By Thomas Long, J.D.
Addition of "or otherwise available to the public" to 35 U.S.C. §102(a) by the America Invents Act did not change the meaning of "on sale" from its pre-AIA meaning, which did not require disclosure to the public.
A commercial sale to a third party who is required to keep the invention confidential may place the invention "on sale" for purposes of 35 U.S.C. §102(a), the U.S. Supreme Court has held in a unanimous decision written by Justice Clarence Thomas. Section 102(a), as amended by the America Invents Act (AIA), provides that a patent may not be obtained on an invention that was patented, described in a printed publication, or in public use, on sale, or otherwise available to the public before the effective filing date of the claimed invention. According to the Court, Congress did not did not alter the statutory meaning of "on sale" by adding the catchall phrase "or otherwise available to the public" to the post-AIA version of Section 102(a). Left standing is a decision of the U.S. Court of Appeals for the Federal Circuit, holding that four Helsinn Healthcare S.A. patents directed to formulations for treating chemotherapy-induced nausea were invalid for violating the on-sale bar because they were subject to a contract for sale and were ready for patenting prior to the critical date (Helsinn Healthcare S.A. v. Teva Pharmaceuticals USA, Inc., January 22, 2019, Thomas, C.).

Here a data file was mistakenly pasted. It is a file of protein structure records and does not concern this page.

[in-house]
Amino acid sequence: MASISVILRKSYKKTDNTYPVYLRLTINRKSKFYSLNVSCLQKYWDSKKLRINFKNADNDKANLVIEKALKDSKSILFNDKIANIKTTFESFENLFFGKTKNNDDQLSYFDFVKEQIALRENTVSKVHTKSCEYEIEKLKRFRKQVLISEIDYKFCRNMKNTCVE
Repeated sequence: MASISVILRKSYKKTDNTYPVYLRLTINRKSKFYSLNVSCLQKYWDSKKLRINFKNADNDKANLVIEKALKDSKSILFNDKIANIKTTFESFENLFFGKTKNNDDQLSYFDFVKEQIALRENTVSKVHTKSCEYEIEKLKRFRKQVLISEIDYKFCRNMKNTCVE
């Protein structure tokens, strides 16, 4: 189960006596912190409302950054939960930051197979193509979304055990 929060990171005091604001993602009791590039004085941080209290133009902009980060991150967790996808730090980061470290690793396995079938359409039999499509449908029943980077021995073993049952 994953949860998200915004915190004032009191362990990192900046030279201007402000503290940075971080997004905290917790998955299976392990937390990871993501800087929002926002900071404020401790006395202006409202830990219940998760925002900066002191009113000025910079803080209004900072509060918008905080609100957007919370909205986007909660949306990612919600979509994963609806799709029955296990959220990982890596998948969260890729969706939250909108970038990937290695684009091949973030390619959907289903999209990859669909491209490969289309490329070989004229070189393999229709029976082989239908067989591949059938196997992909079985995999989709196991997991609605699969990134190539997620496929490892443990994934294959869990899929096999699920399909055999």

Swiss pharmaceutical company Helsinn makes Aloxi, a treatment for chemotherapy-induced nausea and vomiting using the chemical palonosetron. In early 2000, Helsinn submitted protocols for Phase III clinical trials to the Food and Drug Administration (FDA), proposing to study a 0.25 mg and a 0.75 mg dose of palonosetron. Helsinn began a marketing partnership relationship with MGI Pharma, Inc. (MGI), a Minnesota pharmaceutical company that markets and distributes drugs in the United States, and the companies entered into two agreements: a license agreement and a supply and purchase agreement. The license agreement granted MGI the right to distribute, promote, market, and sell the 0.25 mg and 0.75 mg doses of palonosetron in the United States, in exchange for up-front payments and payments of future royalties. The supply and purchase agreement provided that MGI would exclusively purchase from Helsinn any palonosetron product approved by the FDA. Helsinn agreed to supply MGI however much of the approved doses that MGI required. Both agreements included dosage information and required MGI to keep Helsinn’s proprietary information confidential.